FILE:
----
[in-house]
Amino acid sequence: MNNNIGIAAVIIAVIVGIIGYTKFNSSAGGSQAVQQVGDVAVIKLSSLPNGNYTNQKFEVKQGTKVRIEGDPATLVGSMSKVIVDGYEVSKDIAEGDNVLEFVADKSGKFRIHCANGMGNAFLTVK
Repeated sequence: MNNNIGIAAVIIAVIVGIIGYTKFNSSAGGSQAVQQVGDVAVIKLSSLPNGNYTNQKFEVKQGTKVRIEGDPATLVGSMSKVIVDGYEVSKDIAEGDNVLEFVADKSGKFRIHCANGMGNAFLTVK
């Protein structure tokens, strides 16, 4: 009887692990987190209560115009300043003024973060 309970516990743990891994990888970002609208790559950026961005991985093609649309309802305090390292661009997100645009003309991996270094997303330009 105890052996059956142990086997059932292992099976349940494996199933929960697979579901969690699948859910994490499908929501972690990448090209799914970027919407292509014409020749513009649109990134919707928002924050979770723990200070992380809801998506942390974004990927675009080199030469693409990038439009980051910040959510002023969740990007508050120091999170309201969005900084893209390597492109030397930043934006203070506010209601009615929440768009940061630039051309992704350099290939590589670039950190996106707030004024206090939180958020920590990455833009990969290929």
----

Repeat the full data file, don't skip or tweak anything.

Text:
[in-house]
Amino acid sequence: MNNNIGIAAVIIAVIVGIIGYTKFNSSAGGSQAVQQVGDVAVIKLSSLPNGNYTNQKFEVKQGTKVRIEGDPATLVGSMSKVIVDGYEVSKDIAEGDNVLEFVADKSGKFRIHCANGMGNAFLTVK
Repeated sequence: MNNNIGIAAVIIAVIVGIIGYTKFNSSAGGSQAVQQVGDVAVIKLSSLPNGNYTNQKFEVKQGTKVRIEGDPATLVGSMSKVIVDGYEVSKDIAEGDNVLEFVADKSGKFRIHCANGMGNAFLTVK
């Protein structure tokens, strides 16, 4: 009887692990987190209560115009300043003024973060 309970516990743990891994990888970002609208790559950026961005991985093609649309309802305090390292661009997100645009003309991996270094997303330009 105890052996059956142990086997059932292992099976349940494996199933929960697979579901969690699948859910994490499908929501972690990448090209799914970027919407292509014409020749513009649109990134919707928002924050979770723990200070992380809801998506942390974004990927675009080199030469693409990038439009980051910040959510002023969740990007508050120091999170309201969005900084893209390597492109030397930043934006203070506010209601009615929440768009940061630039051309992704350099290939590589670039950190996106707030004024206090939180958020920590990455833009990969290929």